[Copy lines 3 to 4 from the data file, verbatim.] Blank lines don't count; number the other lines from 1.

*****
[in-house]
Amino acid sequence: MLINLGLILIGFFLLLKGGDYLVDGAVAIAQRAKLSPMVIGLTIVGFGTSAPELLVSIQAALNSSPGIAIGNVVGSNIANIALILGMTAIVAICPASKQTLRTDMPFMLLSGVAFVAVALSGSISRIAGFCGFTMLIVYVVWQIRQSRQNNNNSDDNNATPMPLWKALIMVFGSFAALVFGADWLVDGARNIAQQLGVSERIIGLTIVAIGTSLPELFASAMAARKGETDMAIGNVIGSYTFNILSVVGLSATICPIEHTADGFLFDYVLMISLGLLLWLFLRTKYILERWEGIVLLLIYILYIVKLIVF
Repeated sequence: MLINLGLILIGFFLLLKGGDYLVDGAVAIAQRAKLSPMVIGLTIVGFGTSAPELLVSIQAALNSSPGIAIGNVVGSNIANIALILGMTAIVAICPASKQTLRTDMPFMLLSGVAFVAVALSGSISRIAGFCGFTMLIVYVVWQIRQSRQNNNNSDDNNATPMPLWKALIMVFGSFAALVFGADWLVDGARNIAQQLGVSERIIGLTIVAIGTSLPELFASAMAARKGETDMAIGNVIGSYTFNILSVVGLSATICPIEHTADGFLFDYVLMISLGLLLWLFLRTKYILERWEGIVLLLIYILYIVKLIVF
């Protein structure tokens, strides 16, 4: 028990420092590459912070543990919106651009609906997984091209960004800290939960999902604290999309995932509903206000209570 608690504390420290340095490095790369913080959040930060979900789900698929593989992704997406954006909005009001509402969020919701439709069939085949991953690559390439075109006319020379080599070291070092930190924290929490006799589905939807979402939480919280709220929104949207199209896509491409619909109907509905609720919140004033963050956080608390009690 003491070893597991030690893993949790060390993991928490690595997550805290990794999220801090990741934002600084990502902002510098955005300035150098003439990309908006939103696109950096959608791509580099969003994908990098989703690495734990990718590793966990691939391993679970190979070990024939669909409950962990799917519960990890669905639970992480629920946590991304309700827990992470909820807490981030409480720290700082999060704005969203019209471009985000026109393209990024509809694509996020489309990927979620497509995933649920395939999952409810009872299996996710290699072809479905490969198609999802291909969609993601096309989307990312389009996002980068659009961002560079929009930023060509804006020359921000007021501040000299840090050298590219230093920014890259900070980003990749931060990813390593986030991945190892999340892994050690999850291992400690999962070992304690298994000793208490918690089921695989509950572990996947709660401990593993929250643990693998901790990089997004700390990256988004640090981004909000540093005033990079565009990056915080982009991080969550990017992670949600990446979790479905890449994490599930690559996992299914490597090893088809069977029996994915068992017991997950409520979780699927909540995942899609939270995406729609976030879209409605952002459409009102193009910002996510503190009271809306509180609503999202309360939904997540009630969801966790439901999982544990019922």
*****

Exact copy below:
Repeated sequence: MLINLGLILIGFFLLLKGGDYLVDGAVAIAQRAKLSPMVIGLTIVGFGTSAPELLVSIQAALNSSPGIAIGNVVGSNIANIALILGMTAIVAICPASKQTLRTDMPFMLLSGVAFVAVALSGSISRIAGFCGFTMLIVYVVWQIRQSRQNNNNSDDNNATPMPLWKALIMVFGSFAALVFGADWLVDGARNIAQQLGVSERIIGLTIVAIGTSLPELFASAMAARKGETDMAIGNVIGSYTFNILSVVGLSATICPIEHTADGFLFDYVLMISLGLLLWLFLRTKYILERWEGIVLLLIYILYIVKLIVF
């Protein structure tokens, strides 16, 4: 028990420092590459912070543990919106651009609906997984091209960004800290939960999902604290999309995932509903206000209570 608690504390420290340095490095790369913080959040930060979900789900698929593989992704997406954006909005009001509402969020919701439709069939085949991953690559390439075109006319020379080599070291070092930190924290929490006799589905939807979402939480919280709220929104949207199209896509491409619909109907509905609720919140004033963050956080608390009690 003491070893597991030690893993949790060390993991928490690595997550805290990794999220801090990741934002600084990502902002510098955005300035150098003439990309908006939103696109950096959608791509580099969003994908990098989703690495734990990718590793966990691939391993679970190979070990024939669909409950962990799917519960990890669905639970992480629920946590991304309700827990992470909820807490981030409480720290700082999060704005969203019209471009985000026109393209990024509809694509996020489309990927979620497509995933649920395939999952409810009872299996996710290699072809479905490969198609999802291909969609993601096309989307990312389009996002980068659009961002560079929009930023060509804006020359921000007021501040000299840090050298590219230093920014890259900070980003990749931060990813390593986030991945190892999340892994050690999850291992400690999962070992304690298994000793208490918690089921695989509950572990996947709660401990593993929250643990693998901790990089997004700390990256988004640090981004909000540093005033990079565009990056915080982009991080969550990017992670949600990446979790479905890449994490599930690559996992299914490597090893088809069977029996994915068992017991997950409520979780699927909540995942899609939270995406729609976030879209409605952002459409009102193009910002996510503190009271809306509180609503999202309360939904997540009630969801966790439901999982544990019922």